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Dumping Keys

It can be useful to be able to generate current dumps of the set of keys known to the SKS peering mesh. It is not necessary for all server operators to do this, as long as enough people are doing so that an operator can always find a sufficiently recent dump to then use reconciliation to catch back up.

Key dumps can be used for restoring or allowing others to establish an SKS node and can be useful for various forms of off-line analysis. If your service continuity policies require you to be able to locally restore from backup, then you will need a keydump, but you should be able to get a current set of keys simply by reinstalling and letting the SKS peering mesh repopulate any changes since the dump you use for restore. All keys in SKS are considered public, there is no per-site key data.

There are three main approaches to creating a dump.

The problem

You can not dump a live serving SKS DB. The tool requires dedicated access to the storage

Approach: be offline

You can choose to just be off-line and unreachable for the duration of the dump process. This should probably be considered a last resort. If this is the only approach feasible for your setup, it's probably better to just not create dumps.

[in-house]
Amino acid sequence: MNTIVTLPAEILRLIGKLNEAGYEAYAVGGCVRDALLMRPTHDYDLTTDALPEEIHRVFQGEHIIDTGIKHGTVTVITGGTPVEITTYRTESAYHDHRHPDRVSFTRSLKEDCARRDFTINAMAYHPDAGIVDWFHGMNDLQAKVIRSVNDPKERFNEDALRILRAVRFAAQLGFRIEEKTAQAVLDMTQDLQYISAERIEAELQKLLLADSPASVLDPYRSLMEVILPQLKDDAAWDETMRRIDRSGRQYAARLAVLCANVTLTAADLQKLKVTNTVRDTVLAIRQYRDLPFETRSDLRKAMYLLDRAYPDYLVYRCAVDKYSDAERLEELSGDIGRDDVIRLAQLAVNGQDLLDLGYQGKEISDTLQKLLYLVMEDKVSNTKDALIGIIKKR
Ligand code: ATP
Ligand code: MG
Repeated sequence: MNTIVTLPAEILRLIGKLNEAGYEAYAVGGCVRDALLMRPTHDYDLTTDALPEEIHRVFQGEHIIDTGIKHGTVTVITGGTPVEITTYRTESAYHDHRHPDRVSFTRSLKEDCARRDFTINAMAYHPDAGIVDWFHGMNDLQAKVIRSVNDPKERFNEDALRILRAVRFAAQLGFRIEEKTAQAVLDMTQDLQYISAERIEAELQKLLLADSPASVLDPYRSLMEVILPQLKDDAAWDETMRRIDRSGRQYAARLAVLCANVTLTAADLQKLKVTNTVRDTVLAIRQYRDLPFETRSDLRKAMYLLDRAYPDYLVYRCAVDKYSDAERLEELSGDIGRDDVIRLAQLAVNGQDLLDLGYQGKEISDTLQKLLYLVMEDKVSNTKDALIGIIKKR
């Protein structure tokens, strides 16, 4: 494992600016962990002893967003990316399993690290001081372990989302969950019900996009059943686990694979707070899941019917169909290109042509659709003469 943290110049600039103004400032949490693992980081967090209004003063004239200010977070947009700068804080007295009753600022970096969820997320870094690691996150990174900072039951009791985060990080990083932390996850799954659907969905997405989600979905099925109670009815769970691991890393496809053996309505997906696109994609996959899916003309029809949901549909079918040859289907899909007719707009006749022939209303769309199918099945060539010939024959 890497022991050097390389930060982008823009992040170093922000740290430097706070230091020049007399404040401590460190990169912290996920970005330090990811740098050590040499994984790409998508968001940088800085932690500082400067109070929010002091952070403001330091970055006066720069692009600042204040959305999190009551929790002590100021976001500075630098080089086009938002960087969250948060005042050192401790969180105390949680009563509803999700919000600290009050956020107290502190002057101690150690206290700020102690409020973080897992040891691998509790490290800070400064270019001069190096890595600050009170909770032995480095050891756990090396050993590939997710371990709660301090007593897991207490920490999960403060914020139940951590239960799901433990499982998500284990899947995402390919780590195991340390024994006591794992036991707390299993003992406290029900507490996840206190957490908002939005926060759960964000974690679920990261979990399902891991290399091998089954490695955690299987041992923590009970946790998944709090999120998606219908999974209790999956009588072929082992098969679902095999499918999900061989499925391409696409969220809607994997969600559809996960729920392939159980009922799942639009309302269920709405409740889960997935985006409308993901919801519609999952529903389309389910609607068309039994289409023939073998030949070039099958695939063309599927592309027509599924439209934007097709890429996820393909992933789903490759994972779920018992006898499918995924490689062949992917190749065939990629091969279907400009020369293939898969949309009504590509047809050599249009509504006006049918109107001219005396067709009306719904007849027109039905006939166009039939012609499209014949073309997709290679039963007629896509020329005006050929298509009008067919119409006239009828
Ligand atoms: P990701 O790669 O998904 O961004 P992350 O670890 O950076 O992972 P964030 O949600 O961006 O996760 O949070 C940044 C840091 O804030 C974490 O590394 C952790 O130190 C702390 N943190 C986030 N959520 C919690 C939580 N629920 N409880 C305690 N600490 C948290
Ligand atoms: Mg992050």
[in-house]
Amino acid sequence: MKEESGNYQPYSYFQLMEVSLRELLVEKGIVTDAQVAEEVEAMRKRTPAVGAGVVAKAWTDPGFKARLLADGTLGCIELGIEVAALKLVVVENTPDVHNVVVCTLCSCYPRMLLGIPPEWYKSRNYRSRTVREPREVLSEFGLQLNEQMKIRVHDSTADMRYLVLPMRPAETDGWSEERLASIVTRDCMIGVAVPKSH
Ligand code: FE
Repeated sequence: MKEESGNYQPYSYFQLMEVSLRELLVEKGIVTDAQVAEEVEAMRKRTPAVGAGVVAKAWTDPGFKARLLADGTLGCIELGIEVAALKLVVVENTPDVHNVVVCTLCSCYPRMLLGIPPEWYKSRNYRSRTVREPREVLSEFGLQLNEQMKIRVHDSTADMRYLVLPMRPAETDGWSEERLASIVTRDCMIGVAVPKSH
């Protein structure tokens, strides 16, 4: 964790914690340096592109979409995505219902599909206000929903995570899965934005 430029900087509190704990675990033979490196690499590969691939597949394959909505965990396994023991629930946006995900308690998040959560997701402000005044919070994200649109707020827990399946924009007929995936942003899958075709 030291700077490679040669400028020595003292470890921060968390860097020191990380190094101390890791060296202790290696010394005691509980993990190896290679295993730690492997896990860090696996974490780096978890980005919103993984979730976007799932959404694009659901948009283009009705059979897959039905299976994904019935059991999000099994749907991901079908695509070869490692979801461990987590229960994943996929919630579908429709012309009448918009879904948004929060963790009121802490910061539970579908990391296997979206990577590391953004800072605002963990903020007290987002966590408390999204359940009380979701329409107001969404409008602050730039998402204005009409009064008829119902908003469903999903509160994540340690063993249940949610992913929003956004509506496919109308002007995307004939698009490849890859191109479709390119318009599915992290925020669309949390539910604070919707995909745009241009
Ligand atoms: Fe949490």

Approach: load-balanced server farm

You can run multiple SKS keyservers behind one public hostname, using your front-end HA proxy to distribute queries amongst the backends. This setup does risk that a newly uploaded change won't be visible from the same server again, and so peering with other servers should not be using the clustered hostname/IP.

Given such a setup, you can drop one server out of the serving pool, generate dumps, then restore the server to the serving pool.

Approach: filesystem snapshots

This approach involves a short outage, with the bulk of the time-consuming work being done while the server is running and serving real users.

In this, you use file-system level snapshot support; you quiesce the database so that no changes are being made, take a snapshot, then restore service and work with the snapshot.

  1. shut down SKS
  2. db_recover (both KDB and PTree)
  3. db_archive (both KDB and PTree)
  4. take filesystem snapshot
  5. start up SKS
  6. mount a read/write clone of the filesystem snapshot elsewhere
  7. edit the sksconf in the mounted clone of the snapshot so that basedir, if present, points to this location
  8. run sks dump from the snapshot
  9. delete the snapshot

Strictly, the db_recover and db_archive are not needed for a snapshot if the snapshot can be mounted read-write, but they're a good sanity check nonetheless.

Use lsof and/or attempt to retrieve a key from your own keyserver to ensure that the dump is not still referencing the original databases and corrupting them. The most likely source of problems is if basedir is in the sksconf file: this will keep pushing the dump command back to the live data. If basedir is not present, then you probably do not need a read/write clone of the snapshot but should be able to just mount the snapshot read-only.